Images of a Forgotten War is a site hosted by the National Film Board of Canada. The forgotten war in question is the First World War, which you might be forgiven for thinking is not quite as forgotten as some conflicts, but the theme here is in particular the history of the Canadian Expeditionary Force, whose key role in the conflict might not be so well known. The site seeks to redress the failings of collective memory through contemporary, non-fiction motion pictures.
The site comprises some 120 archival films (many of them from the Imperial War Museum), accompanied by photographs, historical essays, and teaching materials. A lot of attention has gone into creating an elegant, properly commemorative site. The films are arranged in five categories: Prologue, Building a Force (subdivided into Mobilization and Training), Wartime (subdivided into Support, Battles, Aviation and Behind the Lines), Postwar Period (subdivided into After the Armistice and Return to Canada), and Epilogue. Those divisions and subdivision may indicate that the site is a little on the elaborate side, and indeed it encourages patience in uncovering the histories it has to tell. Of course you can dip in, but you’ll miss much.
The films are in Flash, up to ten minutes or so long, with longer films are broken up into sections. There are small and full screen options, and each film comes with title, date, running time, production company and synopsis. It concerns me greatly that all titles and intertitles have been replaced by the same words (presumably) in a modern font. This is mistrustful of the medium. One cannot judge accurately the provenance of the films, a matter exacerbated by a failure to indicate which are actual release titles and which supplied titles – because these films are a mixture of commercial releases and archive/library material. In general, the site is not interested in film as film, but in film as a window on the past, and it is noticeable that the accompanying essays have little to say about film (one unfortunately chooses to tell us that “The first feature of a Great War-era movie to strike the modern viewer is the jerkiness of people’s movements, which stems from the low number of frames per second of the film of that time” – how could such a hoary myth be allowed get past?).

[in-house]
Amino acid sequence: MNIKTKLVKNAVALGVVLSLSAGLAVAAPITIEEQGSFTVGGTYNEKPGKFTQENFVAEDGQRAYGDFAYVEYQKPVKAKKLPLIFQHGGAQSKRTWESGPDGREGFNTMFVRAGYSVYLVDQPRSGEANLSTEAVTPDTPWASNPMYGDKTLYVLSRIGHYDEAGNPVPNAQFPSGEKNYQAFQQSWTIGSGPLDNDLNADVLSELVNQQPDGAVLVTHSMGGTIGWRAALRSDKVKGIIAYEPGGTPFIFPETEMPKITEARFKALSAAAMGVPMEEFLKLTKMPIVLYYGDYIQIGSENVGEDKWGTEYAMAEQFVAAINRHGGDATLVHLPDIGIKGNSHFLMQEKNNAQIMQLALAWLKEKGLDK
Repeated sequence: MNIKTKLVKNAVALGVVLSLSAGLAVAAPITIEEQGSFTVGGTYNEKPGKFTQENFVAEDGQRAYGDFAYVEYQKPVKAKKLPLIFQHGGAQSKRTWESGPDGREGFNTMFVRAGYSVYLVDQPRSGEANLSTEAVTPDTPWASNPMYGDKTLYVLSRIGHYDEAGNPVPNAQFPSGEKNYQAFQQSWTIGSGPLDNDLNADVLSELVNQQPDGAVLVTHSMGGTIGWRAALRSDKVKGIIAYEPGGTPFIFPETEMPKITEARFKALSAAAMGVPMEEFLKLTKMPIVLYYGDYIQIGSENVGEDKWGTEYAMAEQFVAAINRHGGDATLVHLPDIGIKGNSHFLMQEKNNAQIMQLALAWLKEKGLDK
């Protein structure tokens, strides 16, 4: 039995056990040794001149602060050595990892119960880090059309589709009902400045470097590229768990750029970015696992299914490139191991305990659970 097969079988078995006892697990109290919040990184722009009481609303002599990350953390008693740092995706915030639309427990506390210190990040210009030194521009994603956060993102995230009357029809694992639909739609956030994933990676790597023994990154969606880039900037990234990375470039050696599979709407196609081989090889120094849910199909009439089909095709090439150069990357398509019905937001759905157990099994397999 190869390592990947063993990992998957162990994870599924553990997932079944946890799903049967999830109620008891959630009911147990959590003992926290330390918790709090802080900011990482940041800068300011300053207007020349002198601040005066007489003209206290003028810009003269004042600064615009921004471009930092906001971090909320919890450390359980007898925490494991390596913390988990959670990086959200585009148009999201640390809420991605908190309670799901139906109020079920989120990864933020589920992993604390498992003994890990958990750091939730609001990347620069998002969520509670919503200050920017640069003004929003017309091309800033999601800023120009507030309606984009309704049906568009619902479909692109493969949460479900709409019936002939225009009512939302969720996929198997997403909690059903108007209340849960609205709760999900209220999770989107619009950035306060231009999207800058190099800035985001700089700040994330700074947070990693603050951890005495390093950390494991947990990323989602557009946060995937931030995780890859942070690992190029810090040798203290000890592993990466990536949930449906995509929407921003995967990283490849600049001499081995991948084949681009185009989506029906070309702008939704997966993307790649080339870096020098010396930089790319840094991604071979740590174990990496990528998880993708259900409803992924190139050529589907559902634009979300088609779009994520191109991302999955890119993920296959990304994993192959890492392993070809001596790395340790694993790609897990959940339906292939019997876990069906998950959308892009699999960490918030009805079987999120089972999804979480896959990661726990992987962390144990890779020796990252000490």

The Battle of Arras (1918), from Images of a Forgotten War
That said, there is a fabulous range of films here, all of it freely available, and most it not to be found elsewhere. It concentrates on the Canadian Expeditionary Force, but there is much film of general interest. The Canadian War Records Office, headed in Britain by Max Aitken (later Lord Beaverbrook) was in the forefront of using film for state information and propaganda, and directly influenced the creation in Britain of the War Office Cinematograph Committee and ultimately the use of film by the Ministry of Information (formed in 1918 and headed by Beaverbrook). These films were produced by official cameramen working under military censorship – propaganda, therefore, but a modest propaganda by latter standards, and one which emphasised the plain ‘objective’ truth of the photographic record to show things as they were.
The films feature classic imagery of the war – not film of fighting as such, but recruitment, trenches, craters, ruined buildings and landscapes, troops on the march and behind the lines, gunfire, explosions, and mud, mud, mud. It is a rich lesson in the methods used to portray actuality in wartime through the film medium of the time. Among the key titles are Sons of the Empire, The Battle of Arras (in thirteen parts), With the Royal Flying Corps and The Royal Visit to the Battlefields of France June 1917. All are shown silent – and (contrary to that essay’s pronouncement) run at the correct speed.
As said, there are photographs, historical essays (focussing on the Canadian experience of the war), ‘other materials’ (diary extracts, letters, book extracts etc.) and teaching materials. The best place to start is the Search option, where you will find all the titles listed, and the option to search across all resources, or narrow down a search by films (i.e. searching across the catalogue data), the essays, visuals, other materials or teaching materials. The Display All option gives you a list of all resources under any one category, and reveals just how much lurks deep within this impressive site. Despite some qualms about the the treatment of the films, and the understanding of film history, this is a most impressive and welcome resource. Go explore.
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